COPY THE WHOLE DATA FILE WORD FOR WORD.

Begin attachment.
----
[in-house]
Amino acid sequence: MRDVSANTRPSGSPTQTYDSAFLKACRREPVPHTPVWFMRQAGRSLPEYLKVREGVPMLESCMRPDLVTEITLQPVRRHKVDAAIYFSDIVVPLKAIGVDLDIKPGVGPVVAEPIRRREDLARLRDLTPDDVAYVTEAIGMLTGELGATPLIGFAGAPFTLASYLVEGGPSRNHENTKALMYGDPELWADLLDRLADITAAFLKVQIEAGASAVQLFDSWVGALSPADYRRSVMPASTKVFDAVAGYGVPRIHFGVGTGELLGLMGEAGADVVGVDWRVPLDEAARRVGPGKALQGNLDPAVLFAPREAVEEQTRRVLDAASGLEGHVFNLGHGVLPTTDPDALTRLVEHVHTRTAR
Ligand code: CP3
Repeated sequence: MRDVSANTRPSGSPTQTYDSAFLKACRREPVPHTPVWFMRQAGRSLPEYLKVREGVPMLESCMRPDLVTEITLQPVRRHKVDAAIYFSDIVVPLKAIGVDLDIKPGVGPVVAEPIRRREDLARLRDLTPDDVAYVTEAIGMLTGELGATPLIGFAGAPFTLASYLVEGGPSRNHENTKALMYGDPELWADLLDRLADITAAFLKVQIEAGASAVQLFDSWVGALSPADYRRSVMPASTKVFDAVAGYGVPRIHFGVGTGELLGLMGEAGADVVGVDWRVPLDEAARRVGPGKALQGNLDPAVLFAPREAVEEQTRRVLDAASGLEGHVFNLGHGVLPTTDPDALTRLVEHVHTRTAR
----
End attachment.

[in-house]
Amino acid sequence: MRDVSANTRPSGSPTQTYDSAFLKACRREPVPHTPVWFMRQAGRSLPEYLKVREGVPMLESCMRPDLVTEITLQPVRRHKVDAAIYFSDIVVPLKAIGVDLDIKPGVGPVVAEPIRRREDLARLRDLTPDDVAYVTEAIGMLTGELGATPLIGFAGAPFTLASYLVEGGPSRNHENTKALMYGDPELWADLLDRLADITAAFLKVQIEAGASAVQLFDSWVGALSPADYRRSVMPASTKVFDAVAGYGVPRIHFGVGTGELLGLMGEAGADVVGVDWRVPLDEAARRVGPGKALQGNLDPAVLFAPREAVEEQTRRVLDAASGLEGHVFNLGHGVLPTTDPDALTRLVEHVHTRTAR
Ligand code: CP3
Repeated sequence: MRDVSANTRPSGSPTQTYDSAFLKACRREPVPHTPVWFMRQAGRSLPEYLKVREGVPMLESCMRPDLVTEITLQPVRRHKVDAAIYFSDIVVPLKAIGVDLDIKPGVGPVVAEPIRRREDLARLRDLTPDDVAYVTEAIGMLTGELGATPLIGFAGAPFTLASYLVEGGPSRNHENTKALMYGDPELWADLLDRLADITAAFLKVQIEAGASAVQLFDSWVGALSPADYRRSVMPASTKVFDAVAGYGVPRIHFGVGTGELLGLMGEAGADVVGVDWRVPLDEAARRVGPGKALQGNLDPAVLFAPREAVEEQTRRVLDAASGLEGHVFNLGHGVLPTTDPDALTRLVEHVHTRTAR